With how well the Philadelphia 76ers have been playing recently, especially Tyrese Maxey, many fans of the team have talked about if the 76ers even need their “stars” like Tobias Harris. They see Harris’ game as inefficient, or breaking up the flow of the offense. This line of thinking states that guys like Seth Curry, Shake Milton and the aforementioned Maxey can account for all of the contributions of the ball-dominant forward. The game against the Golden State Warriors showed why they still need guys like Harris.
You Always Need a Closer
Right now, with the prolonged absence of Joel Embiid, and even sometimes when he is in, Tobias Harris can fulfill the role of a closer. The guy that gets you a bucket when defense tightens up and you need someone to win one-on-one. Is Harris the best at it? No, of course not. Guys like Kevin Durant or James Harden or a healthy, energetic Embiid are much better at it than Harris, to name a few of many. When those players aren’t around however, and Embiid is tired, Harris is the next best option. Shake doesn’t have it, his creation skills are too limited. He might have it eventually but not right now. Maxey will probably be there one day, and sometimes he does quite well like in the fourth quarter against the Portland Trail Blazers, but he isn’t quite developed enough. His offensive skill set is still too narrow as well. During the course of the game he’ll flash the three pointer, or a pull-up mid-range game, but when the chips are down and things tighten up, Maxey still just has a straight forward “drive as fast as he can” and try to lay it up off the glass.
Harris on the other hand, has a decently well-rounded game and can take on lesser defenders off the dribble. He can shoot the three, drive the lane, cut off-ball, hit mid-rangers and post up on smaller, weaker guys. He shot nearly 50-40-90 last year for goodness sake! To be clear, this isn’t to say Harris is some god of isolation scoring (which by the way, is the most rare and coveted skill in the NBA), but amongst the 76ers current roster, he’s the one best suited to it.
The game against the Warriors was a perfect example. The 76ers shot just 4/19 in the fourth quarter while the Warriors ran circles around them, and the 76ers were outscored 30-12 in the final period. Seth couldn’t step up, going 0/2. Maxey went 0/3 with just one assist. There’s no guarantee they win with Harris in, but the quality of shots were extremely poor. It was just various guys taking turns isoing and trying to win one-on-one, which is what a lot of fourth quarter basketball becomes when defense tightens up. Harris at least has a chance to hit some of these contested shots, a much better chance than anyone else does.
Harris Can Use Some Work
This is a bit light on criticism for Harris, who absolutely does have his struggles. He’s really not a max contract player, almost the definition of a jack-of-all-trade but master of none, and in a league full of masters that’s not terribly impressive. At the end of the day though, with max contracts flying about, there wasn’t much better to replace him (that was available at least), and at the end of the day Harris can work as the closer and can be worth the contract. The Sixers have seen him do it. Even this year he’s scoring efficiently once again, posting a career high 20.6 points per game on 50/36/85 shooting, very solid splits.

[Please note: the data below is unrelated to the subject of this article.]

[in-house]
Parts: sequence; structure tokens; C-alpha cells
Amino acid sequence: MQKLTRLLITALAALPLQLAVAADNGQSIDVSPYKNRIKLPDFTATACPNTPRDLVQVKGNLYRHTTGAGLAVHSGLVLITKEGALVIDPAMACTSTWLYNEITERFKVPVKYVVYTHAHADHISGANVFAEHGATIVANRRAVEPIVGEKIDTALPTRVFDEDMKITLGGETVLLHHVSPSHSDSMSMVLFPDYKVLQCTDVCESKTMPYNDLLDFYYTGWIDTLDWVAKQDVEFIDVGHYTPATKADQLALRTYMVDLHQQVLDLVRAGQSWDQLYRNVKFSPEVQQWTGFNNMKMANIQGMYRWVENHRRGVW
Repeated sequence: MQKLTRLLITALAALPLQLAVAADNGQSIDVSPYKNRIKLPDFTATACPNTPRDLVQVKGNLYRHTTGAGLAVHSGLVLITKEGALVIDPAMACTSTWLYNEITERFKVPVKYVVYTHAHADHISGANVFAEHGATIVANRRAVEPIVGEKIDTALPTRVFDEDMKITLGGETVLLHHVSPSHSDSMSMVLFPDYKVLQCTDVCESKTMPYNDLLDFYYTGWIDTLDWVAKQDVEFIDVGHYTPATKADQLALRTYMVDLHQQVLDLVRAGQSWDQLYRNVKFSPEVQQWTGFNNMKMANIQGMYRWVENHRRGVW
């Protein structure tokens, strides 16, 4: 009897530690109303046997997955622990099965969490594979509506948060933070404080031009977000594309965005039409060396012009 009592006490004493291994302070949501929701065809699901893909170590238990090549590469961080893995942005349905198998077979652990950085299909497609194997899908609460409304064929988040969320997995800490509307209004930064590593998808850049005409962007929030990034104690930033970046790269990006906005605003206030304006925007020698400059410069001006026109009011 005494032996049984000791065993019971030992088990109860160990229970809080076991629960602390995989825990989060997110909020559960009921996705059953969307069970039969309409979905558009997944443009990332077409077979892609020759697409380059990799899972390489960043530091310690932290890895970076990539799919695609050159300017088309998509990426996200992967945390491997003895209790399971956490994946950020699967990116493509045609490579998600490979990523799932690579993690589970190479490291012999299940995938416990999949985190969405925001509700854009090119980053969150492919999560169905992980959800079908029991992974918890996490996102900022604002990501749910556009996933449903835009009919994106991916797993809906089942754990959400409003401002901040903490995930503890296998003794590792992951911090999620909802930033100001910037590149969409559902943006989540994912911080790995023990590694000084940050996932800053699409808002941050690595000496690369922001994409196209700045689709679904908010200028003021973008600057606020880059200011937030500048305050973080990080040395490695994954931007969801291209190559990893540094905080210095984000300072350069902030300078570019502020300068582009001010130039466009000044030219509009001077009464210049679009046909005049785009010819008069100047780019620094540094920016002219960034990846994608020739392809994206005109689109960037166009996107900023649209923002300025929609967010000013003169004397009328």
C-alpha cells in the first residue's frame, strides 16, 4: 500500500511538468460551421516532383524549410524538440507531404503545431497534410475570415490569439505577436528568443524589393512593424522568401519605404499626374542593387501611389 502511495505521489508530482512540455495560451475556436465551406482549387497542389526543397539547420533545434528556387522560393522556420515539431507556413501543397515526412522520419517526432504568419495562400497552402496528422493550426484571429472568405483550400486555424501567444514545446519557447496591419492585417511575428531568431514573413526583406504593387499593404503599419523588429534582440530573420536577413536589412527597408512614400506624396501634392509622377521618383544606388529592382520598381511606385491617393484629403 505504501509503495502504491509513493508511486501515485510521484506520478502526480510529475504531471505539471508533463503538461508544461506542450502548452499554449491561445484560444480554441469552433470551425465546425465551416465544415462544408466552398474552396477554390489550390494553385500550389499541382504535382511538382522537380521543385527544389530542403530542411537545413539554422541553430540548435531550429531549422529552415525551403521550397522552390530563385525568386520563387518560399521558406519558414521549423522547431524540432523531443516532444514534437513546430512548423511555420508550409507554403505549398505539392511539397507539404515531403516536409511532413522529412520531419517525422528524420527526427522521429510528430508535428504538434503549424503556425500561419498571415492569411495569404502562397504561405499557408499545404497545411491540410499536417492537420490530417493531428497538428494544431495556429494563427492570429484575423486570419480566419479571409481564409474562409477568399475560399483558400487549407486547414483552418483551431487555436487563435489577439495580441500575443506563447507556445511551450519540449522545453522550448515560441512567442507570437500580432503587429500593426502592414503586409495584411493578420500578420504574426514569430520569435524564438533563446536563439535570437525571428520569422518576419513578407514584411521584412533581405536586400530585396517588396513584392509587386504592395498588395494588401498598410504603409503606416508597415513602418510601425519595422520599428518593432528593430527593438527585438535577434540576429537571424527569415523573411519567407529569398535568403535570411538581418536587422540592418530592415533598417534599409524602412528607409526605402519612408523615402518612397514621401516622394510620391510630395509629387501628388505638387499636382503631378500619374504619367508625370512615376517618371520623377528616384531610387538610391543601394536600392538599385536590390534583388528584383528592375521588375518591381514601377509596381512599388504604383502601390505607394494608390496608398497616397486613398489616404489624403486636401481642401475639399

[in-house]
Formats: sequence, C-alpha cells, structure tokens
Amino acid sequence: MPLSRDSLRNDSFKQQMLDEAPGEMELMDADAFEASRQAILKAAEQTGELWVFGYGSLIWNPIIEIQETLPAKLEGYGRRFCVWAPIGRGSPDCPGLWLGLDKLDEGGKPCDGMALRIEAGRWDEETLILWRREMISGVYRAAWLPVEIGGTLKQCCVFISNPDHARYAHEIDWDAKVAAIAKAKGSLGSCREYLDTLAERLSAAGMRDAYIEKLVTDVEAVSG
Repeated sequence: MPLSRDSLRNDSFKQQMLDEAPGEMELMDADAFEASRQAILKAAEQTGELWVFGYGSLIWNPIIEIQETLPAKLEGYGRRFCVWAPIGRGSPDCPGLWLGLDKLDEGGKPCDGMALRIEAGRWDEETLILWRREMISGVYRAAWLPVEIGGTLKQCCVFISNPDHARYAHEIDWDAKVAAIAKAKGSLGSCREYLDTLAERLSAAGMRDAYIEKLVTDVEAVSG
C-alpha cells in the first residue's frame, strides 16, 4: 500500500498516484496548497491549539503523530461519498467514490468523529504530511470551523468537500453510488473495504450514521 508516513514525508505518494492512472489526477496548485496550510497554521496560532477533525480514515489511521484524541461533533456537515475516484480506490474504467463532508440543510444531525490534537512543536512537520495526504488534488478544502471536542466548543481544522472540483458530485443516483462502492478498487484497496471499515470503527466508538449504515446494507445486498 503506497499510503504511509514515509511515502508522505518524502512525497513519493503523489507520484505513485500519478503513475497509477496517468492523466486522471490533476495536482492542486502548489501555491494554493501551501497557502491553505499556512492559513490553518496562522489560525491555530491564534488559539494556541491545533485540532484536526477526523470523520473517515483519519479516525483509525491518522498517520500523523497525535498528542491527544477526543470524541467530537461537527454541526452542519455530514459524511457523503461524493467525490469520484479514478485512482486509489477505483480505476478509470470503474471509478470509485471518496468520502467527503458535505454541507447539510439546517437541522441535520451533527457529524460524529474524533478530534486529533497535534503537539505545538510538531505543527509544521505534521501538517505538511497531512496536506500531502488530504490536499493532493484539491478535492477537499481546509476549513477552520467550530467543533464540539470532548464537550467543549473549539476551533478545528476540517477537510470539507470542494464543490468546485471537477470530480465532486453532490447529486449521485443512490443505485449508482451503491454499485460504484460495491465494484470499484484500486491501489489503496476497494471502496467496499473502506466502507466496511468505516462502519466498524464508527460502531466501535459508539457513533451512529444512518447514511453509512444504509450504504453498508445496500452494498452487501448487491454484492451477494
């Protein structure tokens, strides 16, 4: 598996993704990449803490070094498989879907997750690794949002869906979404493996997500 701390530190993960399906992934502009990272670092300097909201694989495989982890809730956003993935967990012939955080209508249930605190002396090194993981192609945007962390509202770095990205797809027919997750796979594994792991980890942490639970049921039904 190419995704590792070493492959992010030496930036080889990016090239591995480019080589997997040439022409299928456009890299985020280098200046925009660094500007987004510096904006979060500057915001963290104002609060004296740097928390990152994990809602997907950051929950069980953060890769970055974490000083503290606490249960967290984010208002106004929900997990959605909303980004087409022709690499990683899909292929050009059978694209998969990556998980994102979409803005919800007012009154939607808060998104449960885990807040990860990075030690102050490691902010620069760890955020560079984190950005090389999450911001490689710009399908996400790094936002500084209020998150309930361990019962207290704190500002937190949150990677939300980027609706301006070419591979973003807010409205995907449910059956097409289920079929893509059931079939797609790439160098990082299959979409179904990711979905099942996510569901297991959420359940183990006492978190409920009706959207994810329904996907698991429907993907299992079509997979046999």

The one area Harris, and the team (including Doc Rivers) needs to work on is better incorporating Tobi into the flow of the offense instead of making him the focal point when it isn’t needed. The 76ers’ offense does move better when both Harris and Embiid aren’t around. It doesn’t necessarily lead to wins, because at the end of the day there isn’t enough talent without those guys and the aforementioned late game issues, but the first half of the Warriors game was beautiful to witness. The ball was flying, the 76ers were scoring in a multitude of ways, with a multitude of guys. When the 76ers’ stars are in though, that often stops, as Embiid and Harris both like to take long possessions. They don’t need to though as they both have a skillset that can play off the ball, or move the ball around.
Look at Stephen Curry and the Warriors. Besides the occasional heat check, he’s always working within the flow of the offense. He’s not dribbling the air out of the ball in search of his own shots. He still ends up with the most attempts on the team, like Harris and Embiid, but his shots rarely feel forced unless he is actually feeling himself. There’s no reason Harris and Embiid can’t be that way as well. Work within the flow of the ball movement, and when things do get stuck, or the crunch time situations come, or when those guys are absolutely just feeling it, then they can go to work. They don’t need to until then though, which is the ideal form of 76ers basketball. The time without the stars has shown the good the offense can do, and it’s shown it’s limitations. They just need to marry the ball movement and the stars together, and this team can hit a new level.
At the End of the Day
Teams always need a closer, a guy that can reliably score a bucket with no help. Right now the current 76ers team (at least the one that played against Golden State) don’t have that guy. That’s why they still need stars like Tobias Harris, to make a play when the defense isn’t giving you anything. He’s not the best at it, (Embiid suffers at times too) but he’s the best they’ve got. Ball movement and getting everyone involved is good. It’s crucial even. The 76ers would be better off if they could incorporate more of it, even when the stars are in. At the end of the day though, it often only takes you so far, and you need a star to close the game. That’s what guys like Harris can bring.
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